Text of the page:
Wonderful news! Three new arrivals, Albus, Berdy and Brune are now safe and well at Balkasar bear sanctuary


Albus was confiscated while Berdy and Brune’s owners surrendered them voluntarily in exchange for alternative livelihoods. Their behaviours and personalities were severely affected by years of physical and emotional trauma caused by cruel bear baiting.

Meet the new arrivals

In November 2020 at 5 years of age, Albus was confiscated and released to the Balkasar bear sanctuary. Albus was very stressed upon his arrival to the sanctuary because of years of abuse and being fed poorly. Thanks to the hard work and care from the sanctuary staff manager, he is doing much better and settling in well. His aggression has improved, and he is becoming more accustomed to other bears.

Albus recovering at the Balkasar bear sanctuary.

In February 2021, two new bears were surrendered and brought to Balkasar bear sanctuary – given the names: Brune meaning ‘of dark hair’ and Berdy meaning ‘intelligent’. For almost three years they had been severely mistreated and ill fed. As you can imagine, due to the physical and emotional stress, the bears were both scared and aggressive. But who wouldn’t be if, like them, you endured severe pains of burning rods in a muzzle and were forced to dance over hot plates?

Brune and Berdy in the main enclosure of the Balkasar bear sanctuary

We hope that over time Brune and Berdy will be able to heal from the physical and emotional wounds and start to become less stressed and aggressive as time passes. The good news is that the two are already having fun playing together and enjoying their pool at the sanctuary. Albus is also enjoying his new life at the sanctuary, he is more relaxed then Berdy and Brune and loves lying in his bed of dry grass. All three bears have good relationships with the staff and are enjoying their good diets, comfortable living conditions, and stress-free lives.

What is bear baiting?

Bear baiting is an inhumane blood sport where bears, unable to defend themselves, battle against trained dogs for the entertainment of humans. It was popularized in 18th century England and now is only found in parts of rural Pakistan. From the time they are poached from the wild, to either their death or release – every waking moment for a bear who suffers in the sport of bear baiting is filled with terror and pain.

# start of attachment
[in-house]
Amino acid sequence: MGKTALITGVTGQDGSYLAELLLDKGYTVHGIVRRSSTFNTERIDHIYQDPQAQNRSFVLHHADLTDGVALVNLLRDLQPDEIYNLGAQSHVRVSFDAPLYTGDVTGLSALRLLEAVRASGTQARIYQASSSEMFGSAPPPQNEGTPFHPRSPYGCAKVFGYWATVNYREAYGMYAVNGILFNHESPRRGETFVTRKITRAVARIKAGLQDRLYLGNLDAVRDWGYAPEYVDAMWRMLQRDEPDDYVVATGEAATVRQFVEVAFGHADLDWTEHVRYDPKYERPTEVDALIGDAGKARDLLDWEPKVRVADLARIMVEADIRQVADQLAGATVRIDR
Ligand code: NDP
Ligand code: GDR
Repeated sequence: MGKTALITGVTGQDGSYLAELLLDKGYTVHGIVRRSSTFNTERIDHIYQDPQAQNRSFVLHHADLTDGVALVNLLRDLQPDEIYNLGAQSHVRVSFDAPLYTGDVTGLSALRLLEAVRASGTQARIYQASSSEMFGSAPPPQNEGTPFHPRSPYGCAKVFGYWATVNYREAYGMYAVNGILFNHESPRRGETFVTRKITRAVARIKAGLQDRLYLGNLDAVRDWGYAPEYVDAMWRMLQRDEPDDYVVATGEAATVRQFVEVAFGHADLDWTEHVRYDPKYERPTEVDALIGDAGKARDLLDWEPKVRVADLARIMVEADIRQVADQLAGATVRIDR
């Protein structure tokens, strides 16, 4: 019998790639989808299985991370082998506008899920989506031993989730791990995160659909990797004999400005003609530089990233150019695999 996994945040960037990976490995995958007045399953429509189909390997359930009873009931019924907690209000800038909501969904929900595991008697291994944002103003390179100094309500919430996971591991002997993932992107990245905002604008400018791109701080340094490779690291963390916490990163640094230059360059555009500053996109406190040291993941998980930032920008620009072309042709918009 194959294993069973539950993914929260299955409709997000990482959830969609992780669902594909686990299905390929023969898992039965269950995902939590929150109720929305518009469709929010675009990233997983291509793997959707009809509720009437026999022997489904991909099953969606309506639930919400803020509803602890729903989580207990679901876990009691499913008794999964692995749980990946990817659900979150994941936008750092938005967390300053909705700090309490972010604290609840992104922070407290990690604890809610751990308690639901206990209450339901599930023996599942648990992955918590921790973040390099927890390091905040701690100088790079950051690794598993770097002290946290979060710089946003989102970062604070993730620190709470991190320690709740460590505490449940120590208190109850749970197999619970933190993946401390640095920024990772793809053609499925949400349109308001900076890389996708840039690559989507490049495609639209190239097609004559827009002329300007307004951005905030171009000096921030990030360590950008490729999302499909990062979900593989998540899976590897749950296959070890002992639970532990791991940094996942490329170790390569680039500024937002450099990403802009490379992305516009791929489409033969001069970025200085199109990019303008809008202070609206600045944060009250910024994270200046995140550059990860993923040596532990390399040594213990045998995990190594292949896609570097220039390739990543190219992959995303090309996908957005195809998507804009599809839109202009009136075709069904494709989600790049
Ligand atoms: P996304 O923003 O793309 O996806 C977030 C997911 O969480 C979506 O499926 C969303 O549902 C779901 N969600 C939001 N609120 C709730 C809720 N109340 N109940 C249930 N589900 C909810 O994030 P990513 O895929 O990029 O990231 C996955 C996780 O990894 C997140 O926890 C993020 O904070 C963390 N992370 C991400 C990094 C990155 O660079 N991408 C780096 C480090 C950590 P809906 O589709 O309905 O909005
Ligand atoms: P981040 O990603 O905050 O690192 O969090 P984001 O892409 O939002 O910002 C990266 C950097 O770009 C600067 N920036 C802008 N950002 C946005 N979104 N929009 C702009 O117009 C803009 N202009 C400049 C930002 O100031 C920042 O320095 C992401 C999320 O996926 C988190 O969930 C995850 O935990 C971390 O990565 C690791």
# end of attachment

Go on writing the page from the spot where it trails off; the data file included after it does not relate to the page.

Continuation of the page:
For a young cub, his/her suffering begins when they are first taken from the wild – most likely after witnessing their mother get killed by a hunter. After that emotional trauma, they will endure horrific mutilations that will leave them defenceless. First their canine teeth may be extracted, broken, or filed off with no pain killers or anaesthetics. Then their claws are ripped out at the root, and a nose ring or ropes are sewn through the young cub’s nose or muzzle causing agonizing pain. When old enough for their first event, they will be tied up and have dogs let loose – attacking and biting them in front of crowds of onlookers.

Bear baiting events are put on by wealthy landowners and attended by a very small minority of the Pakistani public. Our aim is to increase community support for an end to bear baiting by presenting this relatively small audience, remaining landlords and bear owners with compelling information about the ethical, religious, and animal welfare implications of this tradition.

Unlike wealthy landowners who often carry out events to improve their status, many bear owners are poor and only keep bears as a last resort to get income for them and their families. To stop bear baiting for good, a key area of our work that is carried out by the Bioresource Research Centre (BRC), is to provide bear owners with new alternative livelihoods that are sustainable and animal friendly.

A bear kept captive and used for bear baiting

Your support helps to put an end to bear baiting

Prior to Albus, Brune and Berdy arriving at the sanctuary, their lives were filled with nothing but terror, abuse, and hunger. They were fed rotten fruit out of dumps and fungus infested bread. When they were cubs, they endured the searing pain of burning rods in their muzzles and danced over hot plates as training - only to be forced into the cruel world of bear baiting when they grew up.   

Although these bears are now safe, there are more that continue to suffer, which is why we need your support today to help end this practice. Despite being illegal and an offence against Islam, the practice has survived due to weak laws and enforcement, poor animal welfare awareness, financial benefits for organizers, and a lack of alternative opportunities for poor bear owners.

Thanks to donor support, World Animal Protection and BRC have been collecting extensive data on bear baiting activity via a growing network of monitoring teams within local communities since 2008. Bear baiting is illegal and because of this data and network, local authorities can act on tips of illegal activities and confiscate bears like Albus so that they can be taken to our partner sanctuary – the Balkasar bear sanctuary. Since 2008, 315 events have been stopped thanks to our incredible donors!

Your donation can help end this cruel practice for good so bears don’t have to suffer and can remain in the wild where they belong.

All photos credited to Bioresource Research Centre (BRC).